Procedural Revolution: Klein Responds

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Earlier this week, our own Nick Baumann pointed out the “revolutionary cynicism” espoused by lefty bloggers Matt Yglesias and Ezra Klein. Their radical views, he wrote,  indicate “a near-total loss of faith in the system.” Yglesias was quick to respond that his cynicism is nothing new because he “always knew that Barack Obama wouldn’t be able to get anything done.”

Ezra Klein weighed in on the issue this afternoon. Here’s an excerpt (with a sweet graph!):

To make a related point to the previous post, I’m not sure I’d term calls for procedural reform “radical,” much less “revolutionary.” The history of Congress is, in part, a history of procedural reforms. Newt Gingrich made a bunch of changes in 1994. Democrats made a bunch of changes in 1975. John F. Kennedy made some big changes in the early 1960s. FDR changed the way Congress worked, and so too did Woodrow Wilson. This isn’t something invented by a bunch of bloggers in the early 21st century.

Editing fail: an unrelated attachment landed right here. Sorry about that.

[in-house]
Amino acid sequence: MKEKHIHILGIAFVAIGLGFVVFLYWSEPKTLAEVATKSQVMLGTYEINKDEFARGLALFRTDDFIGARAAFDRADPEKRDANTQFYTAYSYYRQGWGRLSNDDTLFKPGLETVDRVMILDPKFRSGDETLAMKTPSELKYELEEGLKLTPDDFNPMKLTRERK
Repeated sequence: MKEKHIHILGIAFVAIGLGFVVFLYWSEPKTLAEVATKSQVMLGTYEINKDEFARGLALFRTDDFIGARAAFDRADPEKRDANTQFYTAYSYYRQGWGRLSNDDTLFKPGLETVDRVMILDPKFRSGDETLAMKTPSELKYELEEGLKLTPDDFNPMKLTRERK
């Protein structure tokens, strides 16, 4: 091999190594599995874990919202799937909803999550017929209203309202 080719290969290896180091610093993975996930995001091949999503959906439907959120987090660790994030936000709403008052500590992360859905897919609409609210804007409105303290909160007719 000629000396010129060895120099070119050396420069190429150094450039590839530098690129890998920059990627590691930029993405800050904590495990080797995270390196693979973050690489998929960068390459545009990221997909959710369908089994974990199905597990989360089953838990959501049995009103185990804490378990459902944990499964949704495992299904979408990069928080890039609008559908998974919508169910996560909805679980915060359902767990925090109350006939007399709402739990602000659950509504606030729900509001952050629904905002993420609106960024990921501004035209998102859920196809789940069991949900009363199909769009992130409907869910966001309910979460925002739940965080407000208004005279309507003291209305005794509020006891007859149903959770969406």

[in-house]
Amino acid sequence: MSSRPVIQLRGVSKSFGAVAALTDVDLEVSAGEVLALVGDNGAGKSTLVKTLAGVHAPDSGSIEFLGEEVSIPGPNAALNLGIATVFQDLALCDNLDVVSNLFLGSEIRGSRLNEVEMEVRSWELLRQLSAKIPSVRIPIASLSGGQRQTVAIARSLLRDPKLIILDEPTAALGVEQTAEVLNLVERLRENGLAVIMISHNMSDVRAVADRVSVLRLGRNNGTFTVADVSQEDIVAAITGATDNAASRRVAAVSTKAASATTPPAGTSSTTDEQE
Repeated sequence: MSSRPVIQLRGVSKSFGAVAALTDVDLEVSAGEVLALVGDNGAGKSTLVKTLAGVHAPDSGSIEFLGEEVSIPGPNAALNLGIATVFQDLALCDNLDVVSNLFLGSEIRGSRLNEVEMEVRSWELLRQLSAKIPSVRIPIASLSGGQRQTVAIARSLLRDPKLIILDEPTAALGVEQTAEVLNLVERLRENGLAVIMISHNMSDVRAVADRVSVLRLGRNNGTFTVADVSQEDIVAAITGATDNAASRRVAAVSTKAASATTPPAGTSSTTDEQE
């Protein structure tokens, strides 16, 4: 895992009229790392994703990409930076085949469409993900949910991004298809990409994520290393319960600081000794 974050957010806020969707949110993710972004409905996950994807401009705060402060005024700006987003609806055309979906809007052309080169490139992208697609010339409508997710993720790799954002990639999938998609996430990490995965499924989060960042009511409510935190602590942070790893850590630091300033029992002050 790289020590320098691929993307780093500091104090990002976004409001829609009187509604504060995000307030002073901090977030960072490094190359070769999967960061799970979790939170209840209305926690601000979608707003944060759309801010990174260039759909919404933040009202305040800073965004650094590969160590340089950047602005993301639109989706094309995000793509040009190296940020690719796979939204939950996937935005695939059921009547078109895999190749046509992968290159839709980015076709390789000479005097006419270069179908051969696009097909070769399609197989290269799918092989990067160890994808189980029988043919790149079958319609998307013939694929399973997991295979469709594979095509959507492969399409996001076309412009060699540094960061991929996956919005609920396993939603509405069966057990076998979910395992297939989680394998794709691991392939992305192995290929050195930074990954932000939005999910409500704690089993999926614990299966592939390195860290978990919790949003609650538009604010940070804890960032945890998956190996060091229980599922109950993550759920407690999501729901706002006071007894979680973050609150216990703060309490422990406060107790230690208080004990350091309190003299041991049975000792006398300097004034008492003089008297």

There’s nothing abnormal about changing the rules of a governing body in response to changes in the country. It’s pretty common, for instance, for political scientists to remark on the incredible rise in party polarization in recent decades. According to Keith Poole and Howard Rosenthale, political polarization is at its highest point since Reconstruction:

partypolarization.jpg

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